Washington: Scientists at Northwestern University have developed a tiny virtual reality (VR) goggles, called Miniature Rodent Stereo Illumination VR (iMRSIV), designed to fit over the faces of lab mice.
Unlike traditional VR setups, the custom-designed holder positions the goggles at the front of a treadmill where the mice run in place, creating a more immersive experience.
The researchers found that mice adapted more quickly to this VR environment compared to flat display setups.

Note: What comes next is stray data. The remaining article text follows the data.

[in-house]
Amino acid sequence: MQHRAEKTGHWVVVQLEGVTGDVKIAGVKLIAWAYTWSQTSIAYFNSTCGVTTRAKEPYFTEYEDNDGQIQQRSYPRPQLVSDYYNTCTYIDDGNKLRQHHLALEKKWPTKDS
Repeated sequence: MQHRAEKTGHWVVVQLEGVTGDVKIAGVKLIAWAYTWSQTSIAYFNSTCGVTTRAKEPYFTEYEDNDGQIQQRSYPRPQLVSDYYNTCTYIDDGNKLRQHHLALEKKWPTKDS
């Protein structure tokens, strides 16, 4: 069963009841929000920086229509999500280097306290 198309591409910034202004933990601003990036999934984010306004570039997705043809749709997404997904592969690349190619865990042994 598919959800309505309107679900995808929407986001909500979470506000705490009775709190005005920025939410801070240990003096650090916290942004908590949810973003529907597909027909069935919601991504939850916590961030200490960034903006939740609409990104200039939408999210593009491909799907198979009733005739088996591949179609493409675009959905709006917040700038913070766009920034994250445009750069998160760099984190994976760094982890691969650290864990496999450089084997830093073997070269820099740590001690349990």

To simulate threats, the researchers projected expanding dark spots at the top of the displays, mimicking overhead threats like birds.
This allowed the scientists to study imprinted behaviors wired inside the mice's brains, such as their responses to threats. The system recorded both the mice's physical reactions and their neural activity.
Published in the journal Neuron, the study's findings open up new possibilities for research on brain activity and behavior in mice.
The team aims to further their investigations by reversing the scenario, allowing mice to act as predators while hunting insects.
This innovative use of VR technology provides a realistic and immersive environment, offering valuable insights into the neural responses and interactions of animals in various scenarios.